Testing Pull Requests with React Native

Early last year, we at Sense Health decided to move all future mobile development to React Native. With a clear ambition to improve speed of development and iteration time, we saw that our team of skilled native developers coupled with a few solid front-end developers could speed up the development cycle by optimizing our workflow specifically for React Native development.

One of my favorite features of React Native is that almost the entire application logic lies in a JavaScript bundle. This means that all of the core code is interpreted on the fly and can be replaced over the air. During development this means extremely fast iterations; saving a file and reloading the app instantly uses the updated code. This allows rapid trial and error during development and removes the compile and wait time that native code comes introduce (Android has improved this with Instant Run but there is still a long way to go to match the speed of RN development)

Source: https://github.com/NativeScript/NativeScript/issues/5447

The idea that the application logic is just a JavaScript bundle opens up a lot of new possibilities. One of the best utilization of this feature for deployments is CodePush. CodePush allows you to deploy code updates and some assets over the air just like a website. This means no more waiting for app store reviews, just deploy the app through CodePush and when the user opens the app the JS bundle is updated in the background and the next time they open the app that annoying bug they were facing is fixed as long as the native code is not changed (Which is mostly the case for us)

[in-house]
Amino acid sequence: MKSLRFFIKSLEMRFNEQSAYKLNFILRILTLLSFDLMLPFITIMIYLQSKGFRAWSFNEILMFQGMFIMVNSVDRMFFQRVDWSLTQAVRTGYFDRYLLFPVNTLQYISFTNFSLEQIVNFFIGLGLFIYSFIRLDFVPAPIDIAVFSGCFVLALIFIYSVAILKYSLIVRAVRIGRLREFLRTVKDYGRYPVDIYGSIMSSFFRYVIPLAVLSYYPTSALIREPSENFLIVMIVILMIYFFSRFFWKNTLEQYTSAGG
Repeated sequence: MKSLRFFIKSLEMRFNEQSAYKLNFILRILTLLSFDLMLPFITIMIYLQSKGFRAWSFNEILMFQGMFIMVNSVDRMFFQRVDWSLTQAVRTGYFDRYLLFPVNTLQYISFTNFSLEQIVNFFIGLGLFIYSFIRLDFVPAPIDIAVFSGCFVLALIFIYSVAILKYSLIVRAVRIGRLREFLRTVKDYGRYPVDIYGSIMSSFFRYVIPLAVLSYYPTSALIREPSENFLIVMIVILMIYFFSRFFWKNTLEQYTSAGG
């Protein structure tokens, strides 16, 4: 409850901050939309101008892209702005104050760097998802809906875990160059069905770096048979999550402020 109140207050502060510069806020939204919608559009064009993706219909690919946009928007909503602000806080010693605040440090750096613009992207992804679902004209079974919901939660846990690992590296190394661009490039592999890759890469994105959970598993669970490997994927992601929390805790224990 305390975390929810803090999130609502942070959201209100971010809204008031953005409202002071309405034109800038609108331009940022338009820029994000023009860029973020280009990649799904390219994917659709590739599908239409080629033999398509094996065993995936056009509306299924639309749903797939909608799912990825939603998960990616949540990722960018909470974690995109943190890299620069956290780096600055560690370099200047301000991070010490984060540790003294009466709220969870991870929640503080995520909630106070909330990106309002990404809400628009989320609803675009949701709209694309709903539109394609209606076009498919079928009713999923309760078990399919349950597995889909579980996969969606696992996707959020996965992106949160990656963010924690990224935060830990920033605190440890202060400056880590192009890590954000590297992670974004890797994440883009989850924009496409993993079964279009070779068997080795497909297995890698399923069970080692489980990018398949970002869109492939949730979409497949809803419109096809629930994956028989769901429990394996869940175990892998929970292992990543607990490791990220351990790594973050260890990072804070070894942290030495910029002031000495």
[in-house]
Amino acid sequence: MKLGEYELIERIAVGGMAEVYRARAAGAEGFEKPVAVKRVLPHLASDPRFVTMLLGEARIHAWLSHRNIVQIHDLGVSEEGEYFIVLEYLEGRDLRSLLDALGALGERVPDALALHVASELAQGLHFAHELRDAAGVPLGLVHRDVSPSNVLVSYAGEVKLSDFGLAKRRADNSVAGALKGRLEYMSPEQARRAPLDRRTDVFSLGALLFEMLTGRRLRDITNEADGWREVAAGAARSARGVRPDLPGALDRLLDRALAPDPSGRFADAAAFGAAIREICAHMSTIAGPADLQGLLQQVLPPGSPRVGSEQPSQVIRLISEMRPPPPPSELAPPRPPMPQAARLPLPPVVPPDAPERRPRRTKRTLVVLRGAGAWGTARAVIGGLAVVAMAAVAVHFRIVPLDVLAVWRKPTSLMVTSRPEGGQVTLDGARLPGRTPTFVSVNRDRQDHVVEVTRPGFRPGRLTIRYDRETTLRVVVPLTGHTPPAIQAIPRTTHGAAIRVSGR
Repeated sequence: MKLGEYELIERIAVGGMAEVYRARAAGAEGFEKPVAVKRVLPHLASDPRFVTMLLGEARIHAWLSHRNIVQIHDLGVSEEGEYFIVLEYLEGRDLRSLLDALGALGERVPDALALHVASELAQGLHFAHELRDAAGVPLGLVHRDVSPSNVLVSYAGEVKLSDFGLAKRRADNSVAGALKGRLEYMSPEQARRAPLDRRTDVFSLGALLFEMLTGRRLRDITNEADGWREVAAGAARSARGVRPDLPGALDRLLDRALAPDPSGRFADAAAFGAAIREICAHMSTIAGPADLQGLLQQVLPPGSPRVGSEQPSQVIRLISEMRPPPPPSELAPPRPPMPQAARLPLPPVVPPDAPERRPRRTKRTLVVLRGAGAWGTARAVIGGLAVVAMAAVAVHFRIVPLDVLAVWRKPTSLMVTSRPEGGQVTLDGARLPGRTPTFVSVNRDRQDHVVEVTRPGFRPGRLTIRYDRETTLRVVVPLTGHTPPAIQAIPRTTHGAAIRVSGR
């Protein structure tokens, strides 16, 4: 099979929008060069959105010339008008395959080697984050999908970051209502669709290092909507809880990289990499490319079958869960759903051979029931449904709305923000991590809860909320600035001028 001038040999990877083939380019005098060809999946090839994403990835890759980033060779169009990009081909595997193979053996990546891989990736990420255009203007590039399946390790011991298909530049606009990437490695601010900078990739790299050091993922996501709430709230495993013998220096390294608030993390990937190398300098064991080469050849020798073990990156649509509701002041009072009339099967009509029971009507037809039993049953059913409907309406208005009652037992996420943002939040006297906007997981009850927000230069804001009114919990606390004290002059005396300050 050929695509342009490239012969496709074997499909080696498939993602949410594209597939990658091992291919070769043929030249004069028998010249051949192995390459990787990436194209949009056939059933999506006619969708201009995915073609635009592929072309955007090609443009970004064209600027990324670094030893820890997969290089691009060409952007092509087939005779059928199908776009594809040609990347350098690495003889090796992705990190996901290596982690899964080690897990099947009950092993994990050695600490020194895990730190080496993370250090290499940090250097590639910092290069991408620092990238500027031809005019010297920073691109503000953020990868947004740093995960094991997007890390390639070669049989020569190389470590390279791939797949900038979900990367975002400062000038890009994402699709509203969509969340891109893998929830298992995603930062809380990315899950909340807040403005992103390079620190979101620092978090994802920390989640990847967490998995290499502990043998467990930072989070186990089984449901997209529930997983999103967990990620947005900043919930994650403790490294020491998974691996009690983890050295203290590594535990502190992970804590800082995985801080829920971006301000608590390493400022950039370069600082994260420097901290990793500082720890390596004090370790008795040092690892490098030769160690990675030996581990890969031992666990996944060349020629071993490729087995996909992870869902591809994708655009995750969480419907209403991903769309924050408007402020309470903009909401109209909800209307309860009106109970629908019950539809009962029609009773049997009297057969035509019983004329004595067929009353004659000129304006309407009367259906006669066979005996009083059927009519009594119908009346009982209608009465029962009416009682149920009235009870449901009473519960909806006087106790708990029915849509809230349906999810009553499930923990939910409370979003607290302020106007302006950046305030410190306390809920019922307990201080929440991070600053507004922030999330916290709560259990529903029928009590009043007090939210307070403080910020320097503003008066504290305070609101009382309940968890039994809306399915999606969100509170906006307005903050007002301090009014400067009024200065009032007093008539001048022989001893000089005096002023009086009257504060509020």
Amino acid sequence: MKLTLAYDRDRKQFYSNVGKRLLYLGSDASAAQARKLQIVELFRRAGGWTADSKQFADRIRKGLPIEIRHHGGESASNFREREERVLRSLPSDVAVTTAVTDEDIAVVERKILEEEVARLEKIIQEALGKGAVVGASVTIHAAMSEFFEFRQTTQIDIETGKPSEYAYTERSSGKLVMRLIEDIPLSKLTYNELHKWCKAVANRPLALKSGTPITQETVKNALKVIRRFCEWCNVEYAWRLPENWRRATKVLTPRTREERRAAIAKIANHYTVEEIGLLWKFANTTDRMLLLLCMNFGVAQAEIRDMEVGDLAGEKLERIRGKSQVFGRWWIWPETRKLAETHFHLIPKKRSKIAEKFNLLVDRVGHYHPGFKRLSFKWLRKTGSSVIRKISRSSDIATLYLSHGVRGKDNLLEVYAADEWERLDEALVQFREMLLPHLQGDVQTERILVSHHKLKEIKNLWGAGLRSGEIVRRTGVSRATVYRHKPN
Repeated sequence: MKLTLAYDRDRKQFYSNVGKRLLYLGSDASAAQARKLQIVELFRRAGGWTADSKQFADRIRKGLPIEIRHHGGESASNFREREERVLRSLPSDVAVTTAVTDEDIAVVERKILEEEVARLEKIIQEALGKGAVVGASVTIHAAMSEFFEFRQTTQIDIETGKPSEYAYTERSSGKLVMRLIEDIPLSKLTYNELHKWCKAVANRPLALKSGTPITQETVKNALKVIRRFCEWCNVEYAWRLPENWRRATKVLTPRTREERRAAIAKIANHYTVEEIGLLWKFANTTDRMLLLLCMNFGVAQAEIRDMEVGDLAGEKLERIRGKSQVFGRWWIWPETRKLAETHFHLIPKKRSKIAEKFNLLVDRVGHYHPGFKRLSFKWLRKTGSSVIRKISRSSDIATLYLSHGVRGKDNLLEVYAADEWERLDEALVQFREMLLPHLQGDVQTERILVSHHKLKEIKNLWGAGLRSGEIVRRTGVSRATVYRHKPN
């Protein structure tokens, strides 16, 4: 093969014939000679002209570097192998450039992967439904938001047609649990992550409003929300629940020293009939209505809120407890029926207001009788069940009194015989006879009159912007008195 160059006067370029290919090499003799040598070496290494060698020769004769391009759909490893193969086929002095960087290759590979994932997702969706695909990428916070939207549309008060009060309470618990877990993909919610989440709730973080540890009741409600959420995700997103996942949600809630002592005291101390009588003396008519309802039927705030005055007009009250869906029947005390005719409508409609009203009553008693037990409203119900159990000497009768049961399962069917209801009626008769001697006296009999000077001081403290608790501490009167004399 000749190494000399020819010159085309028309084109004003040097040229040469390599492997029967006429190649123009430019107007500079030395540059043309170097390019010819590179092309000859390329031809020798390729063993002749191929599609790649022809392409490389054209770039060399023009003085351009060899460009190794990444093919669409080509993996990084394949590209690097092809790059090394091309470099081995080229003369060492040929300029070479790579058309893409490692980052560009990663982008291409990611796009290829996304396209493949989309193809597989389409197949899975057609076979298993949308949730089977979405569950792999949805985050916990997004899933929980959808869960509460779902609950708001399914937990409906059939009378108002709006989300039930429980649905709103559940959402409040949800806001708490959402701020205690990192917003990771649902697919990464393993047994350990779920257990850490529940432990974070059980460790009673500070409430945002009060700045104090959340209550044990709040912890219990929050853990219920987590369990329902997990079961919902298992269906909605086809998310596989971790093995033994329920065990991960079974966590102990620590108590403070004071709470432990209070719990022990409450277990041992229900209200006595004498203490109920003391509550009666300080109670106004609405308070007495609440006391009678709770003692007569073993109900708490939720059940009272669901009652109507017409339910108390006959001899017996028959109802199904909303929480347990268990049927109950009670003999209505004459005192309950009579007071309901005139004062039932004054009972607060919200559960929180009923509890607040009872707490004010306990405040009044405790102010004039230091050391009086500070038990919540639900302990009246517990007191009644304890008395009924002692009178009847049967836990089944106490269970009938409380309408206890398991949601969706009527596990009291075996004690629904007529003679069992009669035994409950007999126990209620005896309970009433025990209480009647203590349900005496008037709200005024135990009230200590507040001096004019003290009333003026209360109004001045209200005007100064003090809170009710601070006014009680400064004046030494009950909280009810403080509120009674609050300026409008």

With such amazing tooling in place, we never resisted the changes introduced by React Native and have went ahead to change our team structure and deployment processes to improve the development cycle as effectively as possible for our new application NiceDay.

Over the last year some amazing engineers at Sense Health have built an extremely efficient way of working on top of our existing CI, communication and project management tools. In our current workflow we build and deploy releases in Travis using fastlane and automatically deploy for different platforms (iOS/Android/CodePush) and stages (Alpha/Beta/Production). With automated scripts taking over the build steps, we have extended our CI workflow to announce releases on Slack for QA to start testing and showing the deployment status of each PR/Issue on Github to know whether its available in Alpha/Beta or Production. This also automatically moves all issues into `Deployed to Alpha/Beta/Production` lanes in our project management tool Waffle, giving a complete automated overview of every issue that is currently deployed!

Release flow for our app NiceDay

Being a small team we have to be highly critical of the amount of time we spend and where we spend it and hence have been refining our process multiple times over the last year and are always looking at ways to make it even better.

Last week while having a brainstorming session with a colleague (Ruben Weijers, who built the whole fastlane deployment pipeline!) to reduce time spent on code reviews, he shared how the team at Artsy were testing Pull Requests in their production application by adding a hidden Admin page. The idea is that if we can deploy code over the air for Alpha/Beta/Production, then we can do the same for Pull Requests and allow the user to select the PR in a hidden page to replace the current app bundle with the code in the latest commit for the PR.